• Loggers - low tech debugging “…debugging statements stay with the program; debugging sessions are transient. “ Kerningham and Pike public class Main {! Very messy! public static void main(String[] args) {! Clingon aAlien = new Clingon();! System.out.println(“in main “); aAlien.spendLife();! }! } 12.16
  • - defacto standard for Java Pros - easy to use, widely used by open source and java projects - Configurable and flexible (format the output, log levels) export TOMCAT_OPTS="-Dlog4j.debug -Dlog4j.configuration=foobar.xml - Allows enabling of logging at runtime without modifying the application binary - Remote servers for remote monitoring … Cons - Performance overhead - Requires effort to decide where to put log statements - Code Cluttering - Logging accounts for ~ 4% of code 12.17
  • Short Demo of log4j usage 1 [main] (Main.java) - Entering Application. import org.apache.log4j.Logger; … public class Main { > static Logger logger = … Logger.getLogger(MyApp.class); public static void main(String[] args) {! Clingon aAlien = new Clingon(); logger.info(“Entering Application“); aAlien.spendLife(); } } 12.18
  • Profilers are used to track performance for optimization - Timing information to detect bottlenecks - Compare the cost of various implementations - Understand what is happening? - Produces an execution Trace and statistical summary 12.19
  • JProfiler Example Views 12.20
  • JWireTap: An Interactive Profiler for Eclipse (Demo) 12.21
  • Roadmap Motivation Sources of Runtime Information Tracing techniques and their challenges Overview of Tools (Loggers, Debuggers, Profilers, etc) Dynamic Analysis in a Reverse Engineering Context Summary 12.22
  • Reverse Engineering + Dynamic Analysis static view + execution traces dynamic view 12.23
  • Dynamic Analysis for Program Comprehension Post Mortem Analysis of execution traces Metrics Based Approaches -Frequency Analysis [Ball, Zaidman] -Runtime Coupling Metrics based on Web mining techniques to detect key classses in a trace. [Zaidman 2005] -High-Level Polymetric Views of Condensed Run-Time Information [Ducasse, Lanza and Bertoulli 2004] -Query-based approaches Recoverind high-level views from runtime data [Richner and Ducasse 1999] 12.24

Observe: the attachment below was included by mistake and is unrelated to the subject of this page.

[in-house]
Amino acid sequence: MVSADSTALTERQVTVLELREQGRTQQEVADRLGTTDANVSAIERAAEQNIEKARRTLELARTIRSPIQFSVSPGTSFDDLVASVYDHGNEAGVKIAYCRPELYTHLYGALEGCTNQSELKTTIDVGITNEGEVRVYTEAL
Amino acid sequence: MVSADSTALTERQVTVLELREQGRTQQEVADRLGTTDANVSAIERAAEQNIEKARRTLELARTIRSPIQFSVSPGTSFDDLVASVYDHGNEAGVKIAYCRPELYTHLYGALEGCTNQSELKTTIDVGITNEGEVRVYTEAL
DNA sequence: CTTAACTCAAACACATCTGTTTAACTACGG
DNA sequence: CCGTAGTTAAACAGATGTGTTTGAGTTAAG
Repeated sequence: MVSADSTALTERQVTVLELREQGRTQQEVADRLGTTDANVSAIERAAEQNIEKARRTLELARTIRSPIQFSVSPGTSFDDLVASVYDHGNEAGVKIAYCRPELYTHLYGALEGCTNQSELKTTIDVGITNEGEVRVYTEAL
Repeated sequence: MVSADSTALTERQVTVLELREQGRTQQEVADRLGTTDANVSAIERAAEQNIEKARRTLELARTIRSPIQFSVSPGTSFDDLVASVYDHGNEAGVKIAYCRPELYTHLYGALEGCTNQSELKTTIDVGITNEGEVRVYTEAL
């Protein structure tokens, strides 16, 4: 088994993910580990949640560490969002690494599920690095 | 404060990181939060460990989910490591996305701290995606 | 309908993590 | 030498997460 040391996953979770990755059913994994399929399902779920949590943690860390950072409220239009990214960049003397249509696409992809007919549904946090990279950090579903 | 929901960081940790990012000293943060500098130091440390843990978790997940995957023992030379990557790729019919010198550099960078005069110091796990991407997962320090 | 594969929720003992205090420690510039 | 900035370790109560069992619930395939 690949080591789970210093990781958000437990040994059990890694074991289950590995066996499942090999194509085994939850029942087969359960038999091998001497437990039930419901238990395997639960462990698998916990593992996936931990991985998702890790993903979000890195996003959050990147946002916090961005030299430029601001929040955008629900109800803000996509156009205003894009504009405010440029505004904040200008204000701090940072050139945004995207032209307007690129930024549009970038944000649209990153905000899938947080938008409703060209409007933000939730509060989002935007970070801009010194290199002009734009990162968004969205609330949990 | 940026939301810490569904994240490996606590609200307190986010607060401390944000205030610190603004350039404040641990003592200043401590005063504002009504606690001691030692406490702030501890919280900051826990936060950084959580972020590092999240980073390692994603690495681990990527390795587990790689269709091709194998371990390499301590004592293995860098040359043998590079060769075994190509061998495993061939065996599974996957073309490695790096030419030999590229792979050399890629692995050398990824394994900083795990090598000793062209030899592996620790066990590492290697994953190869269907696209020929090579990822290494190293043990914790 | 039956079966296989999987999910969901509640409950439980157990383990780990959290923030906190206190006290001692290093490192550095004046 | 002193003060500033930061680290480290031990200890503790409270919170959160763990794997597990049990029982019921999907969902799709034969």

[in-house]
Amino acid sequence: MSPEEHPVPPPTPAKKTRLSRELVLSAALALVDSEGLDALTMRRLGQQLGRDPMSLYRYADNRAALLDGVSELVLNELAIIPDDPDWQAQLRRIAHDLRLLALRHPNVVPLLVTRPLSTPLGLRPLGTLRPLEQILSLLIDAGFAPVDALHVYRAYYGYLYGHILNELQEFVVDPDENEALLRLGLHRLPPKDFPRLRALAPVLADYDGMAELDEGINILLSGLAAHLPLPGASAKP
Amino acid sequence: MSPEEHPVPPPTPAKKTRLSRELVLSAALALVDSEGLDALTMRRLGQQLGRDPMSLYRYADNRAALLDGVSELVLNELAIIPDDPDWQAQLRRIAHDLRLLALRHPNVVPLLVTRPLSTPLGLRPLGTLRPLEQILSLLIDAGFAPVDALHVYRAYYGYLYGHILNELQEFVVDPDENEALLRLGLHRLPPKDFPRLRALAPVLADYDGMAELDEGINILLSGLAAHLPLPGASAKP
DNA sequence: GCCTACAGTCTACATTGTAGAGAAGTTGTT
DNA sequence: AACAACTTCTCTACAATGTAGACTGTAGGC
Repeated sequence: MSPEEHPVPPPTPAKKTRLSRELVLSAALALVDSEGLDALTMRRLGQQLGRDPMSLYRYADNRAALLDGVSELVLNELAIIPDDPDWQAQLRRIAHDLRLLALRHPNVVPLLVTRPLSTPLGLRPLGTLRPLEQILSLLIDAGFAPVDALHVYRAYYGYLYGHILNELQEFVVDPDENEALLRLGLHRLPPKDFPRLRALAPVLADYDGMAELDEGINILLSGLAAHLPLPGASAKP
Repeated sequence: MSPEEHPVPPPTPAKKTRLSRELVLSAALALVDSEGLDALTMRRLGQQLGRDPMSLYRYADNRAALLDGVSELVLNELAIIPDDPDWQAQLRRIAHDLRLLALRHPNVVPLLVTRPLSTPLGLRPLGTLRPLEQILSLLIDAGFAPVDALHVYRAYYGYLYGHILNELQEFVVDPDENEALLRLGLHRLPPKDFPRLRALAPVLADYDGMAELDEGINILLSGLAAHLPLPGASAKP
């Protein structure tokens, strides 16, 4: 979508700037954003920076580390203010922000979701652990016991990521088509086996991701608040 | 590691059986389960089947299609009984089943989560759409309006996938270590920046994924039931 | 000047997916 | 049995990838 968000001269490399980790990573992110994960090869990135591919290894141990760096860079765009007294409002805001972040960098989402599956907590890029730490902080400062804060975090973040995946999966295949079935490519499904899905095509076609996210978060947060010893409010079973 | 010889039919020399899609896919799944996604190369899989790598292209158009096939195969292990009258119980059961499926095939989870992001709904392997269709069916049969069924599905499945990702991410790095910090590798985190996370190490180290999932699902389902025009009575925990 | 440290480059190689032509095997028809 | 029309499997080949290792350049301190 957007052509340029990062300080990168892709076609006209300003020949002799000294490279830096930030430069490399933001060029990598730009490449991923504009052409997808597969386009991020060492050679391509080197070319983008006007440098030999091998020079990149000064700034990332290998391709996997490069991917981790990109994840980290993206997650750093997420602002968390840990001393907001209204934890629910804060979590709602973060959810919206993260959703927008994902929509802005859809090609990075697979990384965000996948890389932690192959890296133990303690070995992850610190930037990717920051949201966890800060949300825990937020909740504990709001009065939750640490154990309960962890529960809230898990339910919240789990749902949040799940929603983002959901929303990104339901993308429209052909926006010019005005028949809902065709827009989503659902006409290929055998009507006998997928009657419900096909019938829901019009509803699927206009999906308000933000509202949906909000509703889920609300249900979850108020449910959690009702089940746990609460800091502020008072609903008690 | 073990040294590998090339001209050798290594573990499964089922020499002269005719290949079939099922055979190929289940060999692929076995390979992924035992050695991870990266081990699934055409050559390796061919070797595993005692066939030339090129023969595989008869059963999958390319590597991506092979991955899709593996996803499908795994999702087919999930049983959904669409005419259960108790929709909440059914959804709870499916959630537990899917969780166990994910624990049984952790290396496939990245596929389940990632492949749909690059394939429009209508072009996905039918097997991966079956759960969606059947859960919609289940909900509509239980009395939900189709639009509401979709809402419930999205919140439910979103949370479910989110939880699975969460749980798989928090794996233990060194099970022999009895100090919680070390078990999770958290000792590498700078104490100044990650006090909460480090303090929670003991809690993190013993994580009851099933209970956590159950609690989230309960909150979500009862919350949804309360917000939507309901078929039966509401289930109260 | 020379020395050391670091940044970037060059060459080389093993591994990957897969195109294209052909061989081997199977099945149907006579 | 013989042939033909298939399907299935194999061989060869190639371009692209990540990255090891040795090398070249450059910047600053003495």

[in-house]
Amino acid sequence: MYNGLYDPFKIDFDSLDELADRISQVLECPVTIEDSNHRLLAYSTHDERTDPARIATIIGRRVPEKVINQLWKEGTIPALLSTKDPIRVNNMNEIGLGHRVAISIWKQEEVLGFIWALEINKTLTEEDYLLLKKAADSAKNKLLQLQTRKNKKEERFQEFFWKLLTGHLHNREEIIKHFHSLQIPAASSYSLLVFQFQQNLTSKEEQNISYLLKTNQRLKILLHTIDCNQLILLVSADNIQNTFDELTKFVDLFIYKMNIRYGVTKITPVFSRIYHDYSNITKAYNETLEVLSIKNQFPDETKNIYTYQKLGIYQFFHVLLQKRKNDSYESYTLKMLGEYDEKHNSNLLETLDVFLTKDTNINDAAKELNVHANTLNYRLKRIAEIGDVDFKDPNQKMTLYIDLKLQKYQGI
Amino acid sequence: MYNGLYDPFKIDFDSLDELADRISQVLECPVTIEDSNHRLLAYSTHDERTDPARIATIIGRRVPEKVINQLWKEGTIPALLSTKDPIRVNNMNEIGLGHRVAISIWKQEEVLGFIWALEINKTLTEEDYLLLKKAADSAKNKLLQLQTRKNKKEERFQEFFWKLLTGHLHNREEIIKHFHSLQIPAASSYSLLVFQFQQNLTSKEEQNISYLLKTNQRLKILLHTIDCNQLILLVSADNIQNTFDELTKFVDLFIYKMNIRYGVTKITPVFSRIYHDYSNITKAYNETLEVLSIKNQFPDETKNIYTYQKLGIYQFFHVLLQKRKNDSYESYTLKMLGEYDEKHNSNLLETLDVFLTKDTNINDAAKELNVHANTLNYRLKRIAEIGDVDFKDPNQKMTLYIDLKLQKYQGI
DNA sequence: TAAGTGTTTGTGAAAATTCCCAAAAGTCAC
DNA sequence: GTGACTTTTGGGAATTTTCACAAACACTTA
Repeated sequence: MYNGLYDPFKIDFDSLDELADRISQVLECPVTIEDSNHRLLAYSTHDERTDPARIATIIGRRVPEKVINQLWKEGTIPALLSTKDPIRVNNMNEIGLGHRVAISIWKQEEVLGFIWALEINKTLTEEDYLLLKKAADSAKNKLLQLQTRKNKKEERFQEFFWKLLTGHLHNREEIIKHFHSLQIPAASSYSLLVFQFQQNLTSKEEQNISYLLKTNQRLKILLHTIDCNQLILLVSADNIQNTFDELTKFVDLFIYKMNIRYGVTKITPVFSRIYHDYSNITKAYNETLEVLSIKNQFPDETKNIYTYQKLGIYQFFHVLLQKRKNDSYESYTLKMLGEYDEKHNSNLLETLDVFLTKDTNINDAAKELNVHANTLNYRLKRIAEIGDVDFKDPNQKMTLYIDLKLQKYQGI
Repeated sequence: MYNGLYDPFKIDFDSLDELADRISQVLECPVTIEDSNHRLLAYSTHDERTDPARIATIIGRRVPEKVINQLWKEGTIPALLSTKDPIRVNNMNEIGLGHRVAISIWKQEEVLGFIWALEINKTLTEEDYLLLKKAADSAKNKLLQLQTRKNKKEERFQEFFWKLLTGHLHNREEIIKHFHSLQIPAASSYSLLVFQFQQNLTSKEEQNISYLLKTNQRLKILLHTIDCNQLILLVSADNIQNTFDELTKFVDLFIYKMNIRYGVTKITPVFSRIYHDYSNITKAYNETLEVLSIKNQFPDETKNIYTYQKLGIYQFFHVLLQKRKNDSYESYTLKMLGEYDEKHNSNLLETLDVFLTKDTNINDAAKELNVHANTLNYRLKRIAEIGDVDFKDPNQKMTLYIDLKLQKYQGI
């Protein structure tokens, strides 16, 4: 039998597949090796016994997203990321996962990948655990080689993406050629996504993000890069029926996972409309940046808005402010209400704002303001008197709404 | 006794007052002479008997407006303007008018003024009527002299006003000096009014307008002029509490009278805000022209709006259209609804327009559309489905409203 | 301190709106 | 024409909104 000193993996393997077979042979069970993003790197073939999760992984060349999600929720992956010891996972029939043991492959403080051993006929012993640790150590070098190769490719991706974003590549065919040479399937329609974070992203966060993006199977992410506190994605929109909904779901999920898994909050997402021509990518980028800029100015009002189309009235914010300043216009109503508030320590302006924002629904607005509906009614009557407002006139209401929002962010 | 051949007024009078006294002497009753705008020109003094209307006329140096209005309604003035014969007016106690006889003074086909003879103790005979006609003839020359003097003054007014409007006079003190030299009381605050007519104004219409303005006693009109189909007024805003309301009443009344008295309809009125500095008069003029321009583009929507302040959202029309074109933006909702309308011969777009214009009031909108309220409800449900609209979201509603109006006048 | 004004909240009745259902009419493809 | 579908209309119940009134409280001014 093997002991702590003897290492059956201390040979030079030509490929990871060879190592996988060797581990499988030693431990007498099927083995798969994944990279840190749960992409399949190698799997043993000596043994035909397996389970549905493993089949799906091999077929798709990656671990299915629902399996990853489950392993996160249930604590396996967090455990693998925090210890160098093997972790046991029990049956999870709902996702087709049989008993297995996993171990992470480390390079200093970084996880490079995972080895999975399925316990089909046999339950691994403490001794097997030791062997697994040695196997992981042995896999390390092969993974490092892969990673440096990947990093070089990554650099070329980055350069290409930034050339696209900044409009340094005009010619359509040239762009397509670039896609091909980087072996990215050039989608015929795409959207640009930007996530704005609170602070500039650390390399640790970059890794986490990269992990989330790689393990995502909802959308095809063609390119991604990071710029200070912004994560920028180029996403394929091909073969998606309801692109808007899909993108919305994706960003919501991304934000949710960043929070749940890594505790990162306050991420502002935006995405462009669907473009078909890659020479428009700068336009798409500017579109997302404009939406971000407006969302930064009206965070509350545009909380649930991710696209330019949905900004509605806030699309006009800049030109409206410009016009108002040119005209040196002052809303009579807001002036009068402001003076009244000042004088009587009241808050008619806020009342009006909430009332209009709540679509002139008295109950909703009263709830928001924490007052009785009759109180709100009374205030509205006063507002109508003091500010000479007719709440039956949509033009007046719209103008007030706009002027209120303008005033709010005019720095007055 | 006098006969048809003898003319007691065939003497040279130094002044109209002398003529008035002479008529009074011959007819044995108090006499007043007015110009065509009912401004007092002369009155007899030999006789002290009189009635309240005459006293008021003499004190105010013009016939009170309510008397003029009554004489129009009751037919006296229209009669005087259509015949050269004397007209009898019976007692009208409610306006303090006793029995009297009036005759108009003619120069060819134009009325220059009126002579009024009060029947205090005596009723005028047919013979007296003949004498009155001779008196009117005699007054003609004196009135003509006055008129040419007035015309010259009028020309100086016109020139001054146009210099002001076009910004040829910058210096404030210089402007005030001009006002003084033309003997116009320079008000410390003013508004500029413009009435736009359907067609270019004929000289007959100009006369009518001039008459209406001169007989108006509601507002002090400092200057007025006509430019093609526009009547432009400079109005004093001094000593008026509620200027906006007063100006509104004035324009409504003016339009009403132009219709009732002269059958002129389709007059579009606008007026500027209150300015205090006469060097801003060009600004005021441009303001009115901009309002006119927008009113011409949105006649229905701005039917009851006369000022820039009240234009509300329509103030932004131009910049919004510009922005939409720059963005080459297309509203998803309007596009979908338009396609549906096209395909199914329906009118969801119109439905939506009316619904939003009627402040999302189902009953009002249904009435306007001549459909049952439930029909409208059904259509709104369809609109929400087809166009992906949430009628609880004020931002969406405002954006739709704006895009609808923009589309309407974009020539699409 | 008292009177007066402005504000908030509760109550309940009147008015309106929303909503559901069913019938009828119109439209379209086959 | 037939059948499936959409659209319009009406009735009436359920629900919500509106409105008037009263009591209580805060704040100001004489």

• Visualization of Runtime Behavior Problem of Large traces [JinSight, De Pauw 1993] 12.25
  • Feature-Centric Reverse Engineering Software System F1 F2 Fn F1 F2 Fn Software developer Users 12.26
  • Bug reports often expressed in terms of Features. I canʼt add new contacts!!! The “add contacts“ feature 12.27
  • Dividing a trace into features Feature 1 Feature 2 Feature n 12.28
  • Feature Identification is a technique to map features to source code. “A feature is an observable unit of behavior of a system triggered by the user” [Eisenbarth etal. 2003] Software Reconnaissance [Wilde and Scully ] Run a (1) feature exhibiting scenario and a (2) non-exhibiting scenario and compare the traces. Then browse the source code. 12.29
  • Feature-Centric Analysis: 3 Complementary Perspectives Features Relationships F1 Perspective F2 F3 F4 F5 Classes Perspective Features Perspective 12.30
  • Dynamix - A Model for Dynamic Analysis 12.31
  • DynaMoose - An Environment for Feature Analysis 12.32
  • Demo of Feature Analysis - Feature Views of Classes PhoneButtonEventBackSpace PhoneStateContact PhoneStateContactForm EditableText CustomTextArea Feature Views of PhoneSim Classes 12.33
  • Feature Views of ʻPhonesimʼ Methods Feature Views of PhoneSim Methods 12.34
  • Feature Relationships based on shared usage of classes or methods. browseContacts, addContacts 12.35
  • Object Flow Analysis Method execution traces do not reveal how … objects refer to each other … object references evolve Trace and analyze object flow — Object-centric debugger: Trace back flow from errors to code that produced the objects — Detect object dependencies between features 12.36
  • Dynamic vs. Static Analysis Static analyses extract properties that hold for all possible program runs Dynamic analysis provides more precise information …but only for the execution under consideration Dynamic analysis cannot show that a program satisfies a particular property, but can detect violations of the property 12.37
  • Conclusions: Pros and Cons Dependent on input —Advantage: Input or features can be directly related to execution —Disadvantage: May fail to exercise certain important paths and poor choice of input may be unrepresentative Broad scope: dynamic analyses follow long paths and may discover semantic dependencies between program entities widely separated in space and time However, understanding dynamic behavior of OO systems is difficult Large number of executed methods Execution paths crosscut abstraction layers Side effects 12.38
  • License > http://creativecommons.org/licenses/by-sa/2.5/ Attribution-ShareAlike 2.5 You are free: • to copy, distribute, display, and perform the work • to make derivative works • to make commercial use of the work Under the following conditions: Attribution. You must attribute the work in the manner specified by the author or licensor. Share Alike. If you alter, transform, or build upon this work, you may distribute the resulting work only under a license identical to this one. • For any reuse or distribution, you must make clear to others the license terms of this work. • Any of these conditions can be waived if you get permission from the copyright holder. Your fair use and other rights are in no way affected by the above. 12.39